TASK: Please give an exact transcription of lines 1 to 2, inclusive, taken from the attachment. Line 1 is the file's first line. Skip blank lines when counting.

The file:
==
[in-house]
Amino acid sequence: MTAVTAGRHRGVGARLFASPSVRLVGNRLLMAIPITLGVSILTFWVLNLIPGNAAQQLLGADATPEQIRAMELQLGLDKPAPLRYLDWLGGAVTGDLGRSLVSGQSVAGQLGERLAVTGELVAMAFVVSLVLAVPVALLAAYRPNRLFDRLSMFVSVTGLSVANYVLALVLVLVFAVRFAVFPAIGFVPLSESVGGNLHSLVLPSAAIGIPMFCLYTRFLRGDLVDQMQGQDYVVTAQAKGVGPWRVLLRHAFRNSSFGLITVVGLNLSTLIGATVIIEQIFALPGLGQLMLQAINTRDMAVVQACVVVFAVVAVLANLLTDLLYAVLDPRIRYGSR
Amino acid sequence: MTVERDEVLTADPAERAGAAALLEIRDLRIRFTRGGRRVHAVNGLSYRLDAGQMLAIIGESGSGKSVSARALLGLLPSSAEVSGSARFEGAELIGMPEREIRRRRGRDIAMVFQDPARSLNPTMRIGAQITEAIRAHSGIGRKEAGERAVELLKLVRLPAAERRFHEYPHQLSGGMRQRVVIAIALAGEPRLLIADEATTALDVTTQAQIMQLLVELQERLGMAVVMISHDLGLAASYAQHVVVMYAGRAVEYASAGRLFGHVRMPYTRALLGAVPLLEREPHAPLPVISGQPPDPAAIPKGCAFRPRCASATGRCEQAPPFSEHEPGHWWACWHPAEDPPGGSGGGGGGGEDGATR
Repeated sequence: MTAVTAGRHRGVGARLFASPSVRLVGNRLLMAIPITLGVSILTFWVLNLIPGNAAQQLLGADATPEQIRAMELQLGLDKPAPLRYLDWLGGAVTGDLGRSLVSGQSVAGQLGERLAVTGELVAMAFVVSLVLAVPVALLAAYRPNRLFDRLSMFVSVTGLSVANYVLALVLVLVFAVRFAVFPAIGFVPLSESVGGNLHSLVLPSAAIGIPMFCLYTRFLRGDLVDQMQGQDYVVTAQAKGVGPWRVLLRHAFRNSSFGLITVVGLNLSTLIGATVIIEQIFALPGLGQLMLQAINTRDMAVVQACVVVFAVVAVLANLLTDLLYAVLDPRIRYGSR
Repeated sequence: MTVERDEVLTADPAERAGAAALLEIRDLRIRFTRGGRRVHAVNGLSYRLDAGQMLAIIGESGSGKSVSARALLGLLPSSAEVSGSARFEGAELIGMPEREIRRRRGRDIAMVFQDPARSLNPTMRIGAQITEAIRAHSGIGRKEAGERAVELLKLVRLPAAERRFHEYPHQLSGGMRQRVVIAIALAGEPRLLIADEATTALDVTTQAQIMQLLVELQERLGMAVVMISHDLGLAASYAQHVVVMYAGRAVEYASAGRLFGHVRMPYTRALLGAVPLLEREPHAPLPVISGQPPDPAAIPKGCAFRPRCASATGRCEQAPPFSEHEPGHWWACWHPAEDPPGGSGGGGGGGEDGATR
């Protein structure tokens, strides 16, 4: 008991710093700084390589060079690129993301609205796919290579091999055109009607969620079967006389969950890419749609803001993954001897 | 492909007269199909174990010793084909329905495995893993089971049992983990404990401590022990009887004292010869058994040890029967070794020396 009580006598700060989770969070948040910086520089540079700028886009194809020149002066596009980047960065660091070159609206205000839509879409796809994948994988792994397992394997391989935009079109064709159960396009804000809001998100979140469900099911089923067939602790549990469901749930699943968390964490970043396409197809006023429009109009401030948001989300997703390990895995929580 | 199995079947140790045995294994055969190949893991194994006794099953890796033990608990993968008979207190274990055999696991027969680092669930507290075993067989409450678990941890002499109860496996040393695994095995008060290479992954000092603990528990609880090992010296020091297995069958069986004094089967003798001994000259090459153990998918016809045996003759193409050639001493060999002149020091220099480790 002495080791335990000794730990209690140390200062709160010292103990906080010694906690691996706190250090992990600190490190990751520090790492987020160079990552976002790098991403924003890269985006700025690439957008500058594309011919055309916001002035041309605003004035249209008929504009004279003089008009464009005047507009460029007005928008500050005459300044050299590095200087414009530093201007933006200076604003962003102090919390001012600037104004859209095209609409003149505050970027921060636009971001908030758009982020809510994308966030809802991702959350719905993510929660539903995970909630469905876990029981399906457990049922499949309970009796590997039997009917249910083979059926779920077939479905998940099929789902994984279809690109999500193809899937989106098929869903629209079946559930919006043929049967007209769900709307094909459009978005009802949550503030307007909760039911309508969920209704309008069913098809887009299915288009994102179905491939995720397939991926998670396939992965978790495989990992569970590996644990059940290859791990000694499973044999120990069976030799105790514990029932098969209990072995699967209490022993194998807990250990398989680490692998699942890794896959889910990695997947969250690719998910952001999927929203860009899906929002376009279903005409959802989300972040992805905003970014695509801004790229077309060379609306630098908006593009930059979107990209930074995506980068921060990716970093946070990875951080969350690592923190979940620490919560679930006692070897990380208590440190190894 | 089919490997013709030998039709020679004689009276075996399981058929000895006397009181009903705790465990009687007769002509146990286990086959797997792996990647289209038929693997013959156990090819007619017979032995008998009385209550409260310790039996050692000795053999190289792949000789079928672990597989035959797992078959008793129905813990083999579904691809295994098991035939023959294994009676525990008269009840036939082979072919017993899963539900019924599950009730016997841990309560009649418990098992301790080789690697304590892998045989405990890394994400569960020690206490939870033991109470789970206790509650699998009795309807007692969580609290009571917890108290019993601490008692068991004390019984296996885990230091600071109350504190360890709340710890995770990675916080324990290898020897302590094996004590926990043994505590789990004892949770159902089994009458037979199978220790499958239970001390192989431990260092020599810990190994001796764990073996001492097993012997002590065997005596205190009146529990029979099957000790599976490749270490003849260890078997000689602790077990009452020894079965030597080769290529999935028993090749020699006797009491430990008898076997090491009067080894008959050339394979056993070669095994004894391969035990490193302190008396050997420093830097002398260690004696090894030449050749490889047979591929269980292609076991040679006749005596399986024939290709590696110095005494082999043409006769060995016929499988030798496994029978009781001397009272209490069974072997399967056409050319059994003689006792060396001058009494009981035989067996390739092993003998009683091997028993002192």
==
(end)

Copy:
[in-house]
Amino acid sequence: MTAVTAGRHRGVGARLFASPSVRLVGNRLLMAIPITLGVSILTFWVLNLIPGNAAQQLLGADATPEQIRAMELQLGLDKPAPLRYLDWLGGAVTGDLGRSLVSGQSVAGQLGERLAVTGELVAMAFVVSLVLAVPVALLAAYRPNRLFDRLSMFVSVTGLSVANYVLALVLVLVFAVRFAVFPAIGFVPLSESVGGNLHSLVLPSAAIGIPMFCLYTRFLRGDLVDQMQGQDYVVTAQAKGVGPWRVLLRHAFRNSSFGLITVVGLNLSTLIGATVIIEQIFALPGLGQLMLQAINTRDMAVVQACVVVFAVVAVLANLLTDLLYAVLDPRIRYGSR